December 7, 2012
Marty Reisman, 82, a Wizard of Table Tennis, Dies
By DOUGLAS MARTIN in the New York Times
"Marty Reisman, a wizard at table tennis, the sport in which he captured national championships, won and lost fortunes on wagers and moved crowds to laughter — sometimes using a frying pan as a paddle — as an opening act for the Harlem Globetrotters, died Friday in Manhattan. He was 82.
The death was announced by Table Tennis Nation, an organization he founded two years ago to make his sport even more fun. Cooper Fallek, its chief operating officer, said the cause was complications of heart and lung ailments.
Known as “the Needle” for his slimness and quick wit, Mr. Reisman traveled the world to hustle movie stars and maharajahs, winning enough to become a three-time millionaire — and losing enough to be a three-time former millionaire. Once, when an 11-year-old asked for a lesson, he suggested a side bet.
“I took on people in the gladiatorial spirit,” he said in an interview with The New York Times in March.
He was good enough to win 22 major table tennis titles from 1946 to 2002, including two United States Opens and a British Open. Many consider him one of the 10 best ever to play the game. In 1997, at 67, he became the oldest player to win a national championship in a racket sport by winning the United States National Hardbat Championship.
In an interview with Forbes magazine in 2005, Sir Harold Evans, the writer and editor, who is a table tennis aficionado, credited Mr. Reisman with “the greatest drop shot ever seen on the face of the earth.”
Mr. Reisman cut a flamboyant figure. He favored Borsalino fedoras and Panama hats and fashionable, bright clothing. Before beginning a game, he habitually removed a $100 bill from his roll to measure the net. He talked fast, forever promoting what he termed “the Reisman myth.” His signature trick was breaking a cigarette in half from across the table. If the bet was large enough, he would play sitting down. If it was very large, he would play blindfolded.
He had a cause bigger than himself, however. After the Japanese player Hiroji Satoh showed up with a new kind of paddle to beat Mr. Reisman at the world championship in 1952 in Mumbai, then known as Bombay, Mr. Reisman crusaded against it. The old kind of paddle, called a hardbat — the one Mr. Reisman liked — was covered with a thin layer of pimpled rubber. The new one had smooth, thicker rubber and no pimples, and propelled the ball at greater speeds. He lost the argument; the new model became the game’s standard.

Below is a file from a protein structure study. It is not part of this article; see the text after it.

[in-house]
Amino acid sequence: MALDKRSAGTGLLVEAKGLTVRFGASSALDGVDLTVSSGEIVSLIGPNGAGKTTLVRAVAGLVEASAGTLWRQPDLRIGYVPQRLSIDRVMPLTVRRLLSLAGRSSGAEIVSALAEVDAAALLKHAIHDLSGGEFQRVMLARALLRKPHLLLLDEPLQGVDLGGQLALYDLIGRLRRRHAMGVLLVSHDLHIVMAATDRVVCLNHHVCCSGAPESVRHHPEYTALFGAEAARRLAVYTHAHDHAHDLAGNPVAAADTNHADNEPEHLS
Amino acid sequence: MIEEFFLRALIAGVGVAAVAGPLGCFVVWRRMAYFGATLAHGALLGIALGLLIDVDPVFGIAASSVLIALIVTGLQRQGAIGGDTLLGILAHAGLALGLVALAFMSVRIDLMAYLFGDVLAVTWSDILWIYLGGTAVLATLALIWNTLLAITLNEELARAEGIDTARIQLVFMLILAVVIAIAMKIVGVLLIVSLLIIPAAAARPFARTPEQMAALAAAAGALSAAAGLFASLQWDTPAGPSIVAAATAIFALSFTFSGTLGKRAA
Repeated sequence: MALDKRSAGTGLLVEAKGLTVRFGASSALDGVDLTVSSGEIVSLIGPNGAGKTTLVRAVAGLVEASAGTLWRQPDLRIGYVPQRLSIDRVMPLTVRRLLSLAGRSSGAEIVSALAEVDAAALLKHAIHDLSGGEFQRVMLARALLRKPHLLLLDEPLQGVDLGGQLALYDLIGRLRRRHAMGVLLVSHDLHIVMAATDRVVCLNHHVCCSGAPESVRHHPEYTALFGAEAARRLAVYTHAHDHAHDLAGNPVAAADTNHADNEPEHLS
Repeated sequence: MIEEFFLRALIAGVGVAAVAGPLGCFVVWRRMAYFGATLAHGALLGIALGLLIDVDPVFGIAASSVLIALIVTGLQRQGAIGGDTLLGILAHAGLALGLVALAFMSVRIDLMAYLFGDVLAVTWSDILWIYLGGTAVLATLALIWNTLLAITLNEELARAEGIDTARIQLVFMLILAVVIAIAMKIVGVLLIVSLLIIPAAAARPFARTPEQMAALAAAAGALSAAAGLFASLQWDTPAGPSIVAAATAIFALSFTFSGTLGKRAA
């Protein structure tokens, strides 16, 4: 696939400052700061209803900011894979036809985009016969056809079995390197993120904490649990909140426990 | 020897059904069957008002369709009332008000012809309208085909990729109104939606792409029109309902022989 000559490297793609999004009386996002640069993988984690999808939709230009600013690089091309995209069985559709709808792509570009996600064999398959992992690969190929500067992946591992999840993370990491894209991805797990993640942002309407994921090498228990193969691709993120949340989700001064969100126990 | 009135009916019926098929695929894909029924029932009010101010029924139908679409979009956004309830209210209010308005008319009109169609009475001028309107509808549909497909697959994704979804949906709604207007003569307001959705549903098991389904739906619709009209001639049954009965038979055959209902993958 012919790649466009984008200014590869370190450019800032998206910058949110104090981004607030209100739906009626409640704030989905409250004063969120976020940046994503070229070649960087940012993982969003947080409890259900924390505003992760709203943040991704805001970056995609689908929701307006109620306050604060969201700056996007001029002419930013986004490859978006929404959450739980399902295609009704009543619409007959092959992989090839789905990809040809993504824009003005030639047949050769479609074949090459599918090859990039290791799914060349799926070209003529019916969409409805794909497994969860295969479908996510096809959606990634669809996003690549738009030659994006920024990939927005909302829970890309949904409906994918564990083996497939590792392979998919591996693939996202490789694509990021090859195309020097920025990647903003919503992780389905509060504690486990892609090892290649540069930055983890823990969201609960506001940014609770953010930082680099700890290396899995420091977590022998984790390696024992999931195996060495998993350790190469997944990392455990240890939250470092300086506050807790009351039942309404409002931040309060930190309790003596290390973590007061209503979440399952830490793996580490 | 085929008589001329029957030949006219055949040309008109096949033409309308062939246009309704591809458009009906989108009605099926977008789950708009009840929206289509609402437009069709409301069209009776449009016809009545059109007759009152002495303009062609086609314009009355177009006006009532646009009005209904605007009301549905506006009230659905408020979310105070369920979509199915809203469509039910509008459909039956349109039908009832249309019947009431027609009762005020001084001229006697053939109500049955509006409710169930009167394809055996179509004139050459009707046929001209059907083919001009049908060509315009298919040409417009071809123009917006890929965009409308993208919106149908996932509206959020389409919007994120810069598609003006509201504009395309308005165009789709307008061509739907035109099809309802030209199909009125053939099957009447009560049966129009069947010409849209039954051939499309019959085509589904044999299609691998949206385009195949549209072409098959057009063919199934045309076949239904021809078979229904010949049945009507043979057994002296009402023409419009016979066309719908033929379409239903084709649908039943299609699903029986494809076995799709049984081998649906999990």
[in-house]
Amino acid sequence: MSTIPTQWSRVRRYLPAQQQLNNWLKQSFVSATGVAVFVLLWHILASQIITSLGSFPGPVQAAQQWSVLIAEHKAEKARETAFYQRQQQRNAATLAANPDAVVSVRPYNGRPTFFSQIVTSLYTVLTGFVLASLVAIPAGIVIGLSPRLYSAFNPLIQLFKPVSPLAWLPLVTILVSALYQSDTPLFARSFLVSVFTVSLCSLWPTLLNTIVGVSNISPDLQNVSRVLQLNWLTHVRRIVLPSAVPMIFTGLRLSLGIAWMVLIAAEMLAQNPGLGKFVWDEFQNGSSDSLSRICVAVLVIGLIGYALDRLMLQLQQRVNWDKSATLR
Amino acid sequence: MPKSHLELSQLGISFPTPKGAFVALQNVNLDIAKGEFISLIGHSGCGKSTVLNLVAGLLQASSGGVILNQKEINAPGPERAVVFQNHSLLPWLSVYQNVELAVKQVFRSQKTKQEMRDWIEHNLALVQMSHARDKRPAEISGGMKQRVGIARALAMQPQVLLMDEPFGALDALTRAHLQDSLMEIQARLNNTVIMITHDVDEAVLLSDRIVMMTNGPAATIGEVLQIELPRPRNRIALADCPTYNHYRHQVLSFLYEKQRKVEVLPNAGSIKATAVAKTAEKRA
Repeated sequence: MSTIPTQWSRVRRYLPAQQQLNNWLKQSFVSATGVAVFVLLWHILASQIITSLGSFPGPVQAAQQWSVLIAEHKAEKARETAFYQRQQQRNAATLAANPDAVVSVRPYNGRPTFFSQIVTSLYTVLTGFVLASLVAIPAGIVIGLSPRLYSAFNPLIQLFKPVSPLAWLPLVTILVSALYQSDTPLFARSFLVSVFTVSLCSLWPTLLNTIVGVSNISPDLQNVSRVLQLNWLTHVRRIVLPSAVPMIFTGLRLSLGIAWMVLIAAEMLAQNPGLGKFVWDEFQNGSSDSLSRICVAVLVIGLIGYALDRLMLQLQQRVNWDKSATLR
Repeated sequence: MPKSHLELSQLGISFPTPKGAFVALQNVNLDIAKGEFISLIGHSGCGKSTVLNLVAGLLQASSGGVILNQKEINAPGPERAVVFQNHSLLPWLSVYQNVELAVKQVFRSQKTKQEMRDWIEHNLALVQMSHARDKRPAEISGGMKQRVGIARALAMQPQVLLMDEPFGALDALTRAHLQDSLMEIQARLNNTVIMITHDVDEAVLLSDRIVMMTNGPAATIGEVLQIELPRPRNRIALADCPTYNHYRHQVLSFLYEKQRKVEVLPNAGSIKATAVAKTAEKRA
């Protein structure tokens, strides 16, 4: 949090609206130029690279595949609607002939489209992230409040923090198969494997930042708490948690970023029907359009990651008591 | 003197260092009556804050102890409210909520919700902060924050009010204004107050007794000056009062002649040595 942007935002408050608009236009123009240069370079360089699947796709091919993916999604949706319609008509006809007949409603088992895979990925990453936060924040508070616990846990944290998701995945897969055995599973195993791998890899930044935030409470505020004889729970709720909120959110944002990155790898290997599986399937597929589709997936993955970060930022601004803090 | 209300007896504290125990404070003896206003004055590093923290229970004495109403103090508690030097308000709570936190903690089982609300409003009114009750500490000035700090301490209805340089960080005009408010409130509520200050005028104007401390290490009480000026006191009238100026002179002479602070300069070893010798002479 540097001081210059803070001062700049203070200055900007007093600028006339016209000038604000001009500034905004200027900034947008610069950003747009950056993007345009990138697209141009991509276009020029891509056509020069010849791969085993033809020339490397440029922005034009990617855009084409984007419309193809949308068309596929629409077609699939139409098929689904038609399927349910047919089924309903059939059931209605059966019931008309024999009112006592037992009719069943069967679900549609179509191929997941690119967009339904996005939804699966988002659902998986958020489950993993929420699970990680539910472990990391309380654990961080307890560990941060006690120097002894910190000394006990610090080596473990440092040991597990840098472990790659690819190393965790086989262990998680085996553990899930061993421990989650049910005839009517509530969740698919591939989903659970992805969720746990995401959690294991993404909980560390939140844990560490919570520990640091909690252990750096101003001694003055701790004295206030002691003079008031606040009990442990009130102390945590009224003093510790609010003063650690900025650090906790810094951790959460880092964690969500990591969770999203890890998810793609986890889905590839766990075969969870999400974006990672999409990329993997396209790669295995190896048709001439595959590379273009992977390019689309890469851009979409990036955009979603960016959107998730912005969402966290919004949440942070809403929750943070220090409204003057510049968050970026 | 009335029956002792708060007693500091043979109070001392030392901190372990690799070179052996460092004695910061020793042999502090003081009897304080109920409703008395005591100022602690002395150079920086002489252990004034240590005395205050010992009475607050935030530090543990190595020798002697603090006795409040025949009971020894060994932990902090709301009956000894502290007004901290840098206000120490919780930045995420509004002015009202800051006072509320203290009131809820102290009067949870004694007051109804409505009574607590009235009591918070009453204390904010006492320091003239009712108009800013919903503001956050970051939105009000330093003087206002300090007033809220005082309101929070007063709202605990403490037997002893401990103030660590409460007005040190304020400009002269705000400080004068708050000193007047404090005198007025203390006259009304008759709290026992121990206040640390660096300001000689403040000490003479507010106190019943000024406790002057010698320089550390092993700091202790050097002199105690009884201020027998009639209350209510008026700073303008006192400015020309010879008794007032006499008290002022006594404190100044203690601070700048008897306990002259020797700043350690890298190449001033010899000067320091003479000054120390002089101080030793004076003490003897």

Not least of his objections was that the newer paddle was relatively soundless; he liked to react to the whack of paddle hitting ball, in the manner of an outfielder running at the crack of the bat.
“Before, there was a dialogue between the two players, wherein a 6-year-old child could understand the difference between offense and defense,” Mr. Reisman told The Times in 1998. “Today a point is made or lost with an imperceptible twist of the wrist.”
Table Tennis Nation promotes a version of the old-fashioned paddle, one covered with sandpaper rather than rubber. The thinking is that sandpaper rackets foster longer volleys. “This racket is the purest reflection of a player’s ability,” Mr. Reisman said.
For 20 years, starting in the late 1950s, Mr. Reisman operated the Riverside Table Tennis Courts at 96th Street and Broadway. It became as famous in its orbit as Stillman’s Gym was in prizefighting. Dustin Hoffman, Kurt Vonnegut, David Mamet and a group of violinists from the Metropolitan Opera were regulars. Bobby Fischer found relief from the rigors of chess there. Freddie the Fence, Herbie the Nuclear Physicist and Betty the Monkey Lady were institutions at Riverside.
Usually lurking in a little back room was Mr. Reisman, hoping for a challenging match with a worthwhile wager. In 1972, The New York Times Magazine described him as “coiling and uncoiling in preparation for the occasional mongoose foolish enough to challenge him.”
Martin Reisman, the son of a cabdriver, was born in Manhattan on Feb. 1, 1930. He told Forbes that he came to the sport after a nervous breakdown when he was 9 years old and found it soothing. He was city junior champion at 13. Soon he was hustling for real money at Lawrence’s Broadway Table Tennis Club at 54th and Broadway, a former speakeasy with bullet holes in the wall. At 16 he was touring England with a three-man exhibition team.
Three years later, he and Doug Cartland became the opening act for the Globetrotters. They played “Mary Had a Little Lamb” with frying pans, and hit balls across the net with the soles of their sneakers.
His betting ways got him in trouble once when he was 15. Participating at the national tournament in Detroit, he had placed a $500 bet on himself with a man he thought was a bookie, dropping five $100 bills into his palm. The man turned out to be the head of the United States Table Tennis Association. Police officers escorted Mr. Reisman from the tournament.
He is survived by his wife, Yoshiko; his daughter, Debbie Reisman; and several grandchildren.
Mr. Reisman once marveled that he had built a career around a game usually played in the basement next to the clothes dryer. “A funny way to spend a life,” he said."
As I wrote about here, Marty was gave me my very first table tennis lesson. I'll miss him.